Las Vegas: The glowing neon pig of the desert |

Las Vegas: The glowing neon pig of the desert

Gary Hubbell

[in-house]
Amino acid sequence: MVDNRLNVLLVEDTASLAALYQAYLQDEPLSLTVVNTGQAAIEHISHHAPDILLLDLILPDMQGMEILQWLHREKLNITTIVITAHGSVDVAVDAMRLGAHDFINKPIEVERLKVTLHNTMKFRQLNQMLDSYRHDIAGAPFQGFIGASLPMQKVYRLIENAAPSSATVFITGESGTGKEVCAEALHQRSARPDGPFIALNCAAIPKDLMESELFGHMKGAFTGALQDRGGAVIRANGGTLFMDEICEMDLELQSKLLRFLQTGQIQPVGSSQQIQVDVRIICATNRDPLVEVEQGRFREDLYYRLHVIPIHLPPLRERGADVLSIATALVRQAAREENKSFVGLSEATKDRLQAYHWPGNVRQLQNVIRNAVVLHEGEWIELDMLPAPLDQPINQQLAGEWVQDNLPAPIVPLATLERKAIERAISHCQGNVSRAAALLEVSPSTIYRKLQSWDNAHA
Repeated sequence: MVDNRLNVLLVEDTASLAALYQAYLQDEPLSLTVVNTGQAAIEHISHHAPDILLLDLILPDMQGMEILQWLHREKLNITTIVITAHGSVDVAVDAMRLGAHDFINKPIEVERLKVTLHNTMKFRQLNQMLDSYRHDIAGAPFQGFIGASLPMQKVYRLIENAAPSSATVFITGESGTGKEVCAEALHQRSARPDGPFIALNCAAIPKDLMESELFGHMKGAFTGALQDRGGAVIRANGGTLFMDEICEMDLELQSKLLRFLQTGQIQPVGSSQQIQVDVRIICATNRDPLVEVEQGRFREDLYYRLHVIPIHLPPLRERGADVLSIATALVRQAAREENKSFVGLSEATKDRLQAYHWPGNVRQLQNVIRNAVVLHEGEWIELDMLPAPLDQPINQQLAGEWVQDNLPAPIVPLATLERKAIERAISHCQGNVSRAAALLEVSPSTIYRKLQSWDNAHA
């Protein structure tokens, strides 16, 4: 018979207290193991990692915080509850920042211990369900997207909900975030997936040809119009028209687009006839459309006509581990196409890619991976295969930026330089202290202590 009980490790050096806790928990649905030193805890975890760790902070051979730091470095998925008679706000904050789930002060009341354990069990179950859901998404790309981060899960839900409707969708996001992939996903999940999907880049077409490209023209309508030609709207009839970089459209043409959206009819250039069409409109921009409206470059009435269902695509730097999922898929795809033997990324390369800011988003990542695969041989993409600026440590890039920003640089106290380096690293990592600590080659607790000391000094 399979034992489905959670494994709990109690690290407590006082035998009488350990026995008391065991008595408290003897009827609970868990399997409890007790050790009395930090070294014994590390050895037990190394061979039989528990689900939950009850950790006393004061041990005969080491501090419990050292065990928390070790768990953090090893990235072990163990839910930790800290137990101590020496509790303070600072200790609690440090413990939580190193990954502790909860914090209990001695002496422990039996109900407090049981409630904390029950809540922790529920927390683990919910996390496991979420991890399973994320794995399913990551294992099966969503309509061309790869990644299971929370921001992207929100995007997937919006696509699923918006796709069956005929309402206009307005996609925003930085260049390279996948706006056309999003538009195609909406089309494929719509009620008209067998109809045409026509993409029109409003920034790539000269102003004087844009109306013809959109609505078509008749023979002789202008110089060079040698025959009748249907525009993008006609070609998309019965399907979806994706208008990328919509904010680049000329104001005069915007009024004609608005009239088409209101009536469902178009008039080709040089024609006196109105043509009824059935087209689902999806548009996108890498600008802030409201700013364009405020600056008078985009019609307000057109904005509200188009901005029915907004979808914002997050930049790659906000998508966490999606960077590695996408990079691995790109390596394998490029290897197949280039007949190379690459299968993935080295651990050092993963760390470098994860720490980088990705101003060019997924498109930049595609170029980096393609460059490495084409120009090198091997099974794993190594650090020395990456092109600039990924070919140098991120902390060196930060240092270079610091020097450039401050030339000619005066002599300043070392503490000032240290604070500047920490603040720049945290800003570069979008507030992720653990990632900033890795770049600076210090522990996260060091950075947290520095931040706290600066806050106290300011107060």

“It’s a sick old whore of a town, isn’t it?” said my friend Jon when I told him that I had just come back from Las Vegas. Yes, I agreed, but she was an old whore who had married into a lot of money and spent a whole bunch of it on plastic surgery.Man, what a town.I suppose you already know all about Las Vegas. Judging from the throngs of people who were there, most everybody in America has been there recently. My friend Mike paid my way for a five-day trip to Vegas if I would come along as his photographer on a golf project he was starting. Not a bad gig – taking pictures of pretty models on a warm golf course in the desert in January. He was trying to keep the budget down, so we stayed at the Tropicana, one of the older hotels on the Strip. In its day, the Tropicana was the cat’s meow, the happening place to gamble and relax in the desert. It’s a huge hotel, with two 20-story towers of at least 1,000 rooms each. If it were placed in any major city, such as Cleveland, St. Louis, or even Los Angeles, it would likely be the biggest hotel around.Now, however, the Tropicana is out of date and well used, home to the budget-conscious gamblers who just need a place to sleep between money-losing bouts in the still-busy casino. It either needs a major upgrade or, better yet, a complete demolition.No matter. It’s been done before. Las Vegas is in an arms race of “bigger, better, more fantastic,” and casinos that were considered the rage just five years ago suddenly seem passé. For example, the MGM Grand is a beautiful giant hotel with green-tinted windows that make it glow like illuminated jade from a distance. A 40-foot golden lion and a fountain graces the entrance, and of course there’s the obligatory neon lights everywhere. Yawn.The New York, New York casino across the street is a more happening place. On the outside, the skyline mimics the best of the New York landmarks – the Chrysler Building, the Statue of Liberty, the Brooklyn Bridge. When you step inside, it’s just like wandering the streets of downtown Manhattan on a Saturday night, with Irish pubs, Italian restaurants and brownstone buildings. The Venetian has a section where you’d swear you were wandering through Venice at dusk. There are alleyways of shops, bakeries, restaurants, and even canals and bridges, complete with gondolas and gondoliers.And, of course, the card tables and slots are thronged with people gambling. There’s lots of money on the tables, anytime, all the time. Las Vegas tried a family-themed vacation park idea for a while, and found that while Mom and Dad and their three little kids were playing all day in the theme park, they’d spend $100, but Dad wasn’t at the blackjack table blowing the next month’s mortgage and Mom wasn’t putting the car payment through the slot machines.After a couple of years, Disneyland in Vegas was trashed, and they came up with a much more potent marketing slogan: “What happens in Vegas, stays in Vegas.”Everybody is looking to get laid. Apparently escort services can’t advertise on billboards, so they drive around with delivery trucks carrying 20-foot moving billboards, advertising “Girls, girls, girls!” Mexicans stand on the sidewalks, handing out cards featuring naked women and phone numbers to call. That’s only if you can’t hook up on your own. At the Hard Rock casino, the circular bar was thronged with 20-somethings in trendy clothes. The women had hip-hugger jeans and midriff tops, sparkly makeup and tinted hair. The men wore their shirts untucked, their hair tousled, and their shoes had square toes. It looked like salmon swimming upstream to spawn. What a scene.In the “older” clubs, men and women alike looked their best, dancing awkwardly to ’80s hits played by a good but weary cover band, and tried to wipe the pain from their brains as they “celebrated” their divorces.In the midst of it all are hordes of Asian tourists walking the Strip, gawking at all the lights and sounds, snapping countless pictures, and generally getting in the way.The entire scenario is played out in the throes of a massive denial. How can one town support dozens of giant hotels with fantastic amenities, if not for gambling? How many people have thrown away entire fortunes, placing their families and futures in jeopardy, after throwing it away on the craps tables? What does it cost to keep all those lights lit, those linens changed, those AC units blowing cold? Las Vegas is a massive energy pig, and in times when energy is costing more and more, Las Vegas keeps building bigger and bigger, consuming more and more.And then there’s water. That’s where we have a say in it. By the time the Colorado River reaches the Mexican border, it’s a salty little trickle of silt and agricultural runoff. A great deal of our Colorado River water is pumped through fountains, golf course irrigation systems, and hotel plumbing in Las Vegas, Nev. The dusty hellhole of a valley that holds Las Vegas receives only 4 inches of rainfall a year. Everywhere I went, Las Vegas residents were asking me how much snow was in the Colorado high country this year. Every time I answered that we have a great snowpack this year, they breathed a sigh of relief.A hundred years from now, today’s Las Vegas will be seen in a totally different light, refracted in a prism of energy and water scarcity. We will see it as a colossal waste, a once-in-a-million-years phenomenon of greed, lust and excess.Gary Hubbell and his wife, Doris, own OutWest Guides, LLC, in Marble, where they outfit summer horseback rides and autumn elk and deer hunts. Gary is a freelance writer and photographer and a native of Carbondale.